Combating Global Corruption: Shared Standards and Common Practice?
Keynote Address: Alden McLaughlin
Premier, Cayman Islands
4 February 2014
COMBATING GLOBAL CORRUPTION: KEYNOTE ADDRESS BY ALDEN MCLAUGHLIN
It is both a privilege and a pleasure for me to be here, to engage in these discussions about this important matter. I hope that what I am able to offer today provides a unique perspective on the difficulties of recovering the proceeds of corruption. Indeed, it is a rare occurrence for a leader of an overseas territory to be given an opportunity to address anti-corruption initiatives not from a country viewpoint, where the ball is usually played with bat and pad close together, but to offer solutions from a global perspective. So I beg your indulgence if perhaps during my speech some of my short selection is a bit exuberant.
Straight off the bat, I believe it is important that we are able to have an honest conversation. I trust we can do so in the safety of this forum, because here we are all supposed to be on the same team.
I’ve been asked to consider whether the current global and domestic frameworks are adequate to recover the proceeds of corruption. My view, and I believe most of you will agree, is that they are not. This response is not intended to diminish the success of the frameworks developed by the UN, the Organization of American States, the Council of Europe, the OECD, the EU, the Financial Action Task Force (FATF) or the G20 Anti-Corruption Working Group. Rather, it reflects a recent FATF evaluation that while AML (anti-money laundering), CFT (combating the financing of terrorism) and anti-corruption efforts are mutually reinforcing, they are not always effectively integrated. Individually some countries have perfectly adequate legislative frameworks, but many others are still far behind the curve. On a global basis, a common system to detect and recover the proceeds of corruption is fraught with the complexity of trying to integrate several existing frameworks into a workable anti-corruption standard. Unfortunately, corruption thrives in complexity, because criminals are not constrained by the cumbersome rules of the supranational organizations or governments.
This leads me to what I believe is the real hard question, and one to which an honest answer is required: whether there really is a global compliance culture. Again, my answer is, regrettably, no. If all countries – and I speak also to those in the G20 – do not subscribe to a common rulebook for everyone and have the political will to play by the rules, then we will never be able to fully recover the proceeds of corruption.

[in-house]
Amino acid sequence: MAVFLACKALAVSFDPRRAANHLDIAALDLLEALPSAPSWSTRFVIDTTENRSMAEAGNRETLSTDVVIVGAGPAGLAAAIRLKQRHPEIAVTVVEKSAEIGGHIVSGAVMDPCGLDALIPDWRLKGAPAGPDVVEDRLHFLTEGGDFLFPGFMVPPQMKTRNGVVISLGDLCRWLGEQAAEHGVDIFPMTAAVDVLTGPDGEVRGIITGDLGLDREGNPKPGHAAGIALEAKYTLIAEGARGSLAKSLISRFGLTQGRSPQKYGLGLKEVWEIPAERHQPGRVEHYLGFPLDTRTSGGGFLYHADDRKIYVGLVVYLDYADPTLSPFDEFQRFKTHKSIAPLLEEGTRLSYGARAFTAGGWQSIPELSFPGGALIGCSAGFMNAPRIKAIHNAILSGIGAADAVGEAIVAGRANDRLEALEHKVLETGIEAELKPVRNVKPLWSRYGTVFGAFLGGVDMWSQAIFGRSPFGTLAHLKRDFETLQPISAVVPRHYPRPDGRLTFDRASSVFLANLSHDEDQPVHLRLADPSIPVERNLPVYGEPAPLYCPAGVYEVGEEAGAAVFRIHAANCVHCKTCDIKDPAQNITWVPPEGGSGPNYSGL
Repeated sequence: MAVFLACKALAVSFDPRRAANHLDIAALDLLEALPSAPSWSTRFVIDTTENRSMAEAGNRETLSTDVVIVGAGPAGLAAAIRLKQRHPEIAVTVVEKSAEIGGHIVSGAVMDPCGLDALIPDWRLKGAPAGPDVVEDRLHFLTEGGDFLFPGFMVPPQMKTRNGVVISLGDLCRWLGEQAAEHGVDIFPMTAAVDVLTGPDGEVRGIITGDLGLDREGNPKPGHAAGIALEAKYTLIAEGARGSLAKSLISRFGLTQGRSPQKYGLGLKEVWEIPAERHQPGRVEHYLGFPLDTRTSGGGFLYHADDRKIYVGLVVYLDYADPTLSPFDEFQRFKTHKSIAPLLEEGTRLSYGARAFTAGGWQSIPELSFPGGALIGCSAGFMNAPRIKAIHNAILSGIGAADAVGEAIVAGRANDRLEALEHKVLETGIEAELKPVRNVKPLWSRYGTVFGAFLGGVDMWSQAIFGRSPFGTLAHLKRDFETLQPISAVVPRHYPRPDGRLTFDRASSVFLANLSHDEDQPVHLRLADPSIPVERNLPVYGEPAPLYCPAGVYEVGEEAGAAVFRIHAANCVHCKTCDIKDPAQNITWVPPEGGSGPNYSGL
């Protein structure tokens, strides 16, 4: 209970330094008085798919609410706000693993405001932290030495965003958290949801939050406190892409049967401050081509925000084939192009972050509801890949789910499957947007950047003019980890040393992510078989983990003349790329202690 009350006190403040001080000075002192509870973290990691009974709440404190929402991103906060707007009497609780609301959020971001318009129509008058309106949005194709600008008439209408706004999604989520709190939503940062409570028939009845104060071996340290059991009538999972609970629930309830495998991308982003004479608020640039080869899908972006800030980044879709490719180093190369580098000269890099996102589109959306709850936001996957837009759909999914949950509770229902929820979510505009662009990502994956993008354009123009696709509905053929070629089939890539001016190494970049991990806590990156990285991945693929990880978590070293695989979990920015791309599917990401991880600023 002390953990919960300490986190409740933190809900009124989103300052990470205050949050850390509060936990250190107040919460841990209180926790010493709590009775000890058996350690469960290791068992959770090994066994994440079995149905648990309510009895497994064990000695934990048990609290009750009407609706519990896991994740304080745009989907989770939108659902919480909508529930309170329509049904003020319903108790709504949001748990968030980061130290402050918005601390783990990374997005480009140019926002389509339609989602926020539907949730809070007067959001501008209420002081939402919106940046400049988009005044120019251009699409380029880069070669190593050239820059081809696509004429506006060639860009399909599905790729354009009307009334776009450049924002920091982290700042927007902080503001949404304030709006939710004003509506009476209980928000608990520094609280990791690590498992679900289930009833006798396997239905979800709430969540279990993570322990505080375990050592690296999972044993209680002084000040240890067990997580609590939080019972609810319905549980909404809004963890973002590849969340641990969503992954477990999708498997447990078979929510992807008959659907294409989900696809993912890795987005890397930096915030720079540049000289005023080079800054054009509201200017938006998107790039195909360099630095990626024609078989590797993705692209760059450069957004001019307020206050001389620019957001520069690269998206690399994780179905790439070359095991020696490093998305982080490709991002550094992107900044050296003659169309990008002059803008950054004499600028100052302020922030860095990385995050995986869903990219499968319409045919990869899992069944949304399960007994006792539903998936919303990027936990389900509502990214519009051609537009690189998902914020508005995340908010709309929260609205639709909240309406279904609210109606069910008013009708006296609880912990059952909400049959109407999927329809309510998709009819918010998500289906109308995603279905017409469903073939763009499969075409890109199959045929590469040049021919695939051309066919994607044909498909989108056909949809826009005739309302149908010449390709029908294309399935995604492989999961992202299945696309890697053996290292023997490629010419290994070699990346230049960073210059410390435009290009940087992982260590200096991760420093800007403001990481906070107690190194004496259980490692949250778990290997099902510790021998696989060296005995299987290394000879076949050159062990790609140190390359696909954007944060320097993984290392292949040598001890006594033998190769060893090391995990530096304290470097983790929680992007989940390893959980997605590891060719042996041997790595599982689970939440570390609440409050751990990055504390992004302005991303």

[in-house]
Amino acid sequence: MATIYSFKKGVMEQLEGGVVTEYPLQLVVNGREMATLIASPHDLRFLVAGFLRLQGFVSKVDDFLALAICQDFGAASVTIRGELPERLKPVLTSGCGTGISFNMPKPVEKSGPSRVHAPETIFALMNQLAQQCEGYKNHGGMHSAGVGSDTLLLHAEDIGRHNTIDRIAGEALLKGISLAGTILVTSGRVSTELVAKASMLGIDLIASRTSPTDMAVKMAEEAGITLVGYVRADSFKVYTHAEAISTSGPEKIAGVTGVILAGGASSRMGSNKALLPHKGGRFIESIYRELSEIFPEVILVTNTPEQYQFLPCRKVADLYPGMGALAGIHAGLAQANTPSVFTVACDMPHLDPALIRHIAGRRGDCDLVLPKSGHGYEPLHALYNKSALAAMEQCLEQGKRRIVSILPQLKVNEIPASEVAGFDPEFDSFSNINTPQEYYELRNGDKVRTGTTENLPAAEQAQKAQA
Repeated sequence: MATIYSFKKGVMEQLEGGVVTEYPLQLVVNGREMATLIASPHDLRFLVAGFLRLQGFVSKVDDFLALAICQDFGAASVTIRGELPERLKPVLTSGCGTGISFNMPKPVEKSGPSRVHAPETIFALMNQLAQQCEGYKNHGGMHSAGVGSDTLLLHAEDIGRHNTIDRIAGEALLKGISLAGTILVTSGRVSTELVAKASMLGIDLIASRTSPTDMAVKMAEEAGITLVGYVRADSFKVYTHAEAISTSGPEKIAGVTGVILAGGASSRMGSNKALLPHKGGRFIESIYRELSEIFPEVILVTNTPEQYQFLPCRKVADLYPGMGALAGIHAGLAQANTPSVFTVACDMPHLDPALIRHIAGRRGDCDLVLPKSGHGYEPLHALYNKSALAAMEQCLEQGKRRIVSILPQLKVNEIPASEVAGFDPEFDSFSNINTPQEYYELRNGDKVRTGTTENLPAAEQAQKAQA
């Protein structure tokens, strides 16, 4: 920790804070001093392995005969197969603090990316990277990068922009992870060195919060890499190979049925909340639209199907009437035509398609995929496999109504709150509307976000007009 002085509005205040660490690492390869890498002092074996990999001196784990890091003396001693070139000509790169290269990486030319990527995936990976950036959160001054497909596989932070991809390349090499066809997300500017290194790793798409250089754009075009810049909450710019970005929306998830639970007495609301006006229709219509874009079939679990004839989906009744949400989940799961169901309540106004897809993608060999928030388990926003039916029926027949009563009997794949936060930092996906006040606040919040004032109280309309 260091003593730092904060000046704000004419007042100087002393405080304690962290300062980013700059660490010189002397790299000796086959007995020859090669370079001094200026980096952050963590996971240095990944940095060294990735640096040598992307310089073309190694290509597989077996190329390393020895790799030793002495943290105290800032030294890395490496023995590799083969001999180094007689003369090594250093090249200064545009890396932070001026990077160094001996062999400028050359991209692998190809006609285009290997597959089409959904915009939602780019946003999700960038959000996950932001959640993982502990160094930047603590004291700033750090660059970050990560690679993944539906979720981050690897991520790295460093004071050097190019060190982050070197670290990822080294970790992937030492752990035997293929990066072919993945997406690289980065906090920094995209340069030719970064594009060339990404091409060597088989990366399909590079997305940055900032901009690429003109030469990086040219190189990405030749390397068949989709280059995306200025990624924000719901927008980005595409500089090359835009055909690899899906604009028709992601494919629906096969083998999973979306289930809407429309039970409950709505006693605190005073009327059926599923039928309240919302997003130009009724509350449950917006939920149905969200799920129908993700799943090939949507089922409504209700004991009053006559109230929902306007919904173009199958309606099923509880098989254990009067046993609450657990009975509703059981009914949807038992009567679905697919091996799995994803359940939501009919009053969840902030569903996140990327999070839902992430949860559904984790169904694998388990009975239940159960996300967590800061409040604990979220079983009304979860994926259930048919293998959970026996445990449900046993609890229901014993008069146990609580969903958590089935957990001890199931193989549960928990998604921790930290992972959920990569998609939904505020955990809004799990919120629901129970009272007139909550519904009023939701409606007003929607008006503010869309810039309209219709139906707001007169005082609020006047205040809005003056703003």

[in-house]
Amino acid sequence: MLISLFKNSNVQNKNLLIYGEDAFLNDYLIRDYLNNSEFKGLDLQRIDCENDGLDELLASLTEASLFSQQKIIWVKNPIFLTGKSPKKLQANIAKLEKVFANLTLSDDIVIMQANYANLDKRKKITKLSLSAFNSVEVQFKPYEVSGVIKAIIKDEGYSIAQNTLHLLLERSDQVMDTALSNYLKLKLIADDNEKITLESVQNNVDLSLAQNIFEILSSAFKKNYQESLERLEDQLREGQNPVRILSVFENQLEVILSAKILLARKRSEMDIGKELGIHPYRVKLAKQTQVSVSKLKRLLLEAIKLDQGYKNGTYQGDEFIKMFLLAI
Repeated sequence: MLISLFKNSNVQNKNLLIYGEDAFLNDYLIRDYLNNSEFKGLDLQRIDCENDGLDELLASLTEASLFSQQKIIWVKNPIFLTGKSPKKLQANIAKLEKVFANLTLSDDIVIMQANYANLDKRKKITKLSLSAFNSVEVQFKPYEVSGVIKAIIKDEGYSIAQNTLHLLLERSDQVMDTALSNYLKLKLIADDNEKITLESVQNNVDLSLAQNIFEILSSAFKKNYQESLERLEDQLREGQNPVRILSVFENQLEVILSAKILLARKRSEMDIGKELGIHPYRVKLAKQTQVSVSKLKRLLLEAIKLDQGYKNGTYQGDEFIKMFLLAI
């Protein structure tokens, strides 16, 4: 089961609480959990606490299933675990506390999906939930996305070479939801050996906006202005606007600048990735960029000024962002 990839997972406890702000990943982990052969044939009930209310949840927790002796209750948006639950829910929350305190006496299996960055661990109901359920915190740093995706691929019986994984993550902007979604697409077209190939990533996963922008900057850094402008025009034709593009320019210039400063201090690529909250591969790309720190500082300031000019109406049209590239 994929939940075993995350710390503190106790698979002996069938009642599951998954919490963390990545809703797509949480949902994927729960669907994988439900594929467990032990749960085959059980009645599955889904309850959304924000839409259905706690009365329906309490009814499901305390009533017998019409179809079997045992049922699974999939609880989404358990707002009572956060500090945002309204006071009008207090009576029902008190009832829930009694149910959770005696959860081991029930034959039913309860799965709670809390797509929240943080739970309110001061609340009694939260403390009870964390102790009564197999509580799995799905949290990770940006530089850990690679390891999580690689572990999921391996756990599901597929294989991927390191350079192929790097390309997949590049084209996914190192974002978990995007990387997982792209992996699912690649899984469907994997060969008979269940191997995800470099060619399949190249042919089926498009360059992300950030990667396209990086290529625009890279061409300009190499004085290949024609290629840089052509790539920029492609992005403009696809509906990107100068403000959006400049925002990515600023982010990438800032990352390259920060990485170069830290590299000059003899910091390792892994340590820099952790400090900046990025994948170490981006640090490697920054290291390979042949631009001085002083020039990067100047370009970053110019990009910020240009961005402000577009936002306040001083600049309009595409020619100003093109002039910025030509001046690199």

I’ve also been asked whether the existing frameworks build relationships between the public and private sectors. My answer would be that it depends. In countries with a good compliance culture and regime, the answer may be yes, although the private sector may be wary of how much is too much. We must also consider at what point do the added costs of ever-increasing regulation reach the point of diminishing returns. I would add that governments too may find themselves torn between implementing compliance and meeting immediate budgetary needs.
Anti-corruption and tax transparency initiatives intersect at this point. Because business is global, in the absence of a truly global standard, it is far too easy for a company that is dissatisfied with legal and regulatory structures in one jurisdiction to simply move to another. Then there is the almost unmentionable issue of collusion between government officials and the private sector. Anti-corruption offences involving politically exposed persons are difficult to root out, even more so when immunity is claimed and when the private sector agents involved have huge profits at stake. Compounding this is the added factor that in some countries the private and public sectors engage in customary practices, such as facilitation payments, that while perhaps not illegal are certainly questionable ethically. Anecdotally speaking, no jurisdiction is reporting corruption enough through the anti-corruption mechanisms. Perhaps this is the result of a lack of understanding of the standards or, more worrying, it is a deliberate refusal to adhere to them because of these customary practices.
I would take a little time to speak about the anti-corruption frameworks’ effect on public-private relationships, because I believe this subject needs some more attention. In the Cayman Islands, we are fortunate to have a strong relationship with industry. We recently have taken steps to make it more collaborative. The public and private sector must work together as partners in order to combat corruption and to put a stop to illicit financial gains, and to recover financial gains from corruption. I’m glad to say that current global dialogue indicates that anti-corruption frameworks such as those developed by the FATF are acknowledging the importance of a strong and transparent public-private relationship in a more substantive way. This applies in the Cayman Islands as well.
But this does not imply that there are not concerns by business on the added costs of compliance and the fact that there is not always a level playing field. As increased responsibility for the development of a true culture of compliance is thrust upon or assumed by the private sector, the voice of the business community must be included in the debate – not just domestically but also at the international level – with regards to the direction of AML and CFT regulations and the fight against corruption. Speaking as the premier of an international financial services centre – one with an excellent compliance culture – I also hope that inviting more input from the private sector and civil society will result in anti-corruption policies, legislation and regulation that are less biased toward particular countries and that truly build relationships between the private sector gatekeepers and public sector and international bodies.